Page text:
True Grit

In Hiding: The Life of Manuel Cortes

by Ronald Fraser
Pantheon, 238 pp., $6.95

This book has a very remarkable story to tell. It describes how the socialist mayor of a small Spanish pueblo near Malaga went into hiding at the end of the Civil War and remained hidden for thirty years until the government published an amnesty. Had he not done this he would have been denounced by his enemies and shot. But although these enemies were keenly on the lookout for him, and the houses in which he was at various times hidden were all in the middle of the village, he was never discovered thanks to his wife’s devotion and vigilance. To anyone who knows Spain and its tightly packed villages where everyone is watching everyone else this seems almost incredible.

The book is written in the form of a documentary. The ex-mayor, his wife, and daughter each speak in turn, describing from their different points of view the experiences they went through. What helps to make it so lively to read are the characters of Manuel Cortes and his wife, Juliana. He was a Social Democrat with strong convictions about economic justice, a man of conscience and humanity with a steady fund of optimism. His wife, on the other hand, detested politics and thought only of her family and of how to make enough money to support it. Yet though she was a pessimist who always expected the worst to happen, it was she who bore most of the strain of these years, and her loyalty and spirit as well as her skill and energy in making money rouse one’s admiration.

The fact that their characters are so openly contrasted gives a certain piquancy to the narrative, especially during the period of Manuel’s hiding when his wife came to the front and became the breadwinner. This has been well brought out by Ronald Fraser. The tape recordings of their narratives have been admirably edited by him and convey their original flavor so closely that I can almost hear their Andalusian villagers’ voices and turns of speech in his English translation.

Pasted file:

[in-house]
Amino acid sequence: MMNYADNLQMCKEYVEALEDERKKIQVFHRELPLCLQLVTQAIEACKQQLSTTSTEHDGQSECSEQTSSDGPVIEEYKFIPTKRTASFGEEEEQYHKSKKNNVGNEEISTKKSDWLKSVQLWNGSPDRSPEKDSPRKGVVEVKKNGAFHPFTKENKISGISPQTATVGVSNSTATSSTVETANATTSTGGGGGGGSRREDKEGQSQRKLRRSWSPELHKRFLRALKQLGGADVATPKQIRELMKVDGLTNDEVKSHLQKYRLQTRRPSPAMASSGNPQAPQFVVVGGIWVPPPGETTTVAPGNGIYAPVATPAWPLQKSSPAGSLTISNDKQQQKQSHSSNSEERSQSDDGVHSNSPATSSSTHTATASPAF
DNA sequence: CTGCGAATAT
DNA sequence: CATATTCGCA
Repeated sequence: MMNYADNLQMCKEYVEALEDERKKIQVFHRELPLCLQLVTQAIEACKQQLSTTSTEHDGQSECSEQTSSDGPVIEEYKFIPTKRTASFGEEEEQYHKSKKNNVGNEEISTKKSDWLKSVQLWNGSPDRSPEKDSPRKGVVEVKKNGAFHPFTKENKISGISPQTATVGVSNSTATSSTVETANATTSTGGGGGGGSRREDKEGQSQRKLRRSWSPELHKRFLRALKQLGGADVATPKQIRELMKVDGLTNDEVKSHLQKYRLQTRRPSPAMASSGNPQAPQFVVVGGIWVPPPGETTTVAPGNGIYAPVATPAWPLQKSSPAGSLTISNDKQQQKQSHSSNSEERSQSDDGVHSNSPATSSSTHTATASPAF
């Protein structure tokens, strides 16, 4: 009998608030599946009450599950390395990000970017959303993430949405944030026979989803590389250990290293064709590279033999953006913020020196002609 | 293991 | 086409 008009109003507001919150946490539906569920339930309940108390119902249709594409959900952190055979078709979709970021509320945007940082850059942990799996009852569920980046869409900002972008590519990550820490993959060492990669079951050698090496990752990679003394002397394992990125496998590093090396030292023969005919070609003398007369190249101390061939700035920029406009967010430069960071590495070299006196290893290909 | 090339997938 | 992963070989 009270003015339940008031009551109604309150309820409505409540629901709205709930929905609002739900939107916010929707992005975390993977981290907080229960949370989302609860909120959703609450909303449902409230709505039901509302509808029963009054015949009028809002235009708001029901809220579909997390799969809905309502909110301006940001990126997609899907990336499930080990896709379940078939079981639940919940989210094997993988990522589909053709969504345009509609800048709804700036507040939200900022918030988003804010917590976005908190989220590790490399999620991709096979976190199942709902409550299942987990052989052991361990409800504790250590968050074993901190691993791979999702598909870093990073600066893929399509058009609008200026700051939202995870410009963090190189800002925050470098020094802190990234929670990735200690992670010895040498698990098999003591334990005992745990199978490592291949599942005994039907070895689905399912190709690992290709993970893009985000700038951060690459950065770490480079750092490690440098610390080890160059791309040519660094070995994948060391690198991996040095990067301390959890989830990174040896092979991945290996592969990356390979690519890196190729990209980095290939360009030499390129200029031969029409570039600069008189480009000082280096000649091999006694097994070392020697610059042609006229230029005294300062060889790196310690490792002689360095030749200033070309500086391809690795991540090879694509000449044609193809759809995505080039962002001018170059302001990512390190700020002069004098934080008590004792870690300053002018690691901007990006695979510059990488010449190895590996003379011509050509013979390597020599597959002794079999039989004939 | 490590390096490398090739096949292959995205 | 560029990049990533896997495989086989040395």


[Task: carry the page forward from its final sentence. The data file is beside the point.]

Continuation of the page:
Manuel’s early life was that of any poor boy in a Spanish pueblo except that since his mother had died while he was still a baby he was adopted by a man who kept a barber’s shop. He was intelligent and did well at school. In those days the classes were so large that few children learned to read or write, but Manuel made such progress that though he had to leave at thirteen to work in the barber’s shop, he was able to start giving private lessons to other boys in the evenings. From his early years he had felt himself to be a leader and teacher so that it was typical of him that when he joined the football club he should take the role of referee. Two years of military service followed and then at the age of twenty-two, disgusted by the injustice and oppression he saw around him, he joined …

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